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Position Of Hon. J. J. Crittenden

Position Of Hon. J. J. Crittenden image
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We eopy the foilowing from the Lexingto'n Ubservcr Reporter of the 12th : - " The first great object which ho ardently desired was that tliis war should bo put BO end to ; that the longcr it continued, aud the nioi$ devastating it bccanie, the more difficult would Le ils solution; and to the end of pacrffèation and a restoration of the kindly feelings which oneo prevailcd among the happy aud prosperous people ot a coumion govurnment wouiil bia whole energiès be devoted, if it should be the pleaattre of the people to oonfer upon mm tho responsible trust of representing them. To a war of subjugation ho v;is opposed, aud while he was satisfied that tho gbvêrnment dij nothing more than its duty in the preparations it liad made to defeud the national capital, yet Ii3 would be preparod at any moment, to loiid a helpiug hand to arrest the further progrese of tuis uunatural conflict. - Mr. JLaueoln, he deelared, was not tho President of Jus scleotion ; and ho was neither reapousible for, nor prepared to sustaiu, the policy of that fuuetiouary. - Lincoln, however, was not the gov eminent, although charged, for the time, with its administrativa functions; aud, whilehc repudiated all allegianee to hiin or his ercod, hc was, as he had always prjfesáad to bo, loyal to the constitution of his country, under which the nation [,,"vd becu so urospcrou?, the poople so free and happy, and tho blcssiugs of ffhicb are pvieloss and innumerable " Air. Crittendcn declareJ that, in his judgnient cvery nieans should b'Jresorted to restore tho Messing of peace, to preserve tho Union, and to haud down uuinipaired the noble institutions which havo come down to us hallowed by tho sanction of our rovolutionary fathers. To that end, he declured, Brit, that t'ie southurn States should present to;Congress, when it meets, a fair statement of the griet'ancos under wbich thcy labor; and wheu preseuted, tho Gongress of the United States should promptly grant tho full measure of rodress for thosc grievancos ; and that, if Congress should not do to, he would not voto ono dollar to the prosecution of the war. In the next placo, if the South should fail to present thcir gricvancos, with a view to adjttstment, then that tho North should promptly concede such assurancea of rcdress and seeurity as wero just to t'uc South; and that, besides these, all other possiblo moans slioiild bo omploved that would have the offoct of maiiitaiuing the Union, preserving the governmont, aud putting a poriod to tho unnatural war in whioh the country is involved. Jn the evout that all the means cmgloycd for this patriotic and noble purpn::.: iho'tttd fail, and the war should still i-u;e on, then lie was of tlíe opinión that Keutucky, poising herself upon her proud position of nou trality, should sunnnon all hor Judgmcnt aijd roason, and dLsoarding all pagsion and projudico, should decido for herseli what position she should assumc. líe dedcelnred that Tiiíiii'iciit atito lln-day is! tho ovil thcroot',' and tlial, wh'lo he was' not now, undcr tho conti nnally sliifting ncenes of the political drama, preparcd to say what positiou Keutucky siiould oecupy in the contir.geucy montioncd, ho would bo prcparcd, as a nutivc aad loyal son of Koiitucky, to follow bcr dcst'1113', bc it what it might."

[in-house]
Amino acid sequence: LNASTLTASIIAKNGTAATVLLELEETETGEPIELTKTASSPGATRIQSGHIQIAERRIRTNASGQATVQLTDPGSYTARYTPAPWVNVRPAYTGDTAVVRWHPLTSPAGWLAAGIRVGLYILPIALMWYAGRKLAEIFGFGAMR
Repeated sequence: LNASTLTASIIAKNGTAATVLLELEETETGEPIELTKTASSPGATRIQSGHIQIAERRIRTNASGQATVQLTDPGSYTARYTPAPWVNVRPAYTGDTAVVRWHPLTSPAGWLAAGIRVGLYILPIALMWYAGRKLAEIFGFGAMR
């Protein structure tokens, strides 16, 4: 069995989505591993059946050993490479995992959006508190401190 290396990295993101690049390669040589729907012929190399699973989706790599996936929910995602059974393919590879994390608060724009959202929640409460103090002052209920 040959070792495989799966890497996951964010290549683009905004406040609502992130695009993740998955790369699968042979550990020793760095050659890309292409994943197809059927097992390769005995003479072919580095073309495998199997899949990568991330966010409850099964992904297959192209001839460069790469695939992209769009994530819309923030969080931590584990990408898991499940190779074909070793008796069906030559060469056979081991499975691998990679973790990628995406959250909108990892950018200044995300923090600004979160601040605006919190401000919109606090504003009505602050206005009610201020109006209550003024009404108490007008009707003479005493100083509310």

Old News
Michigan Argus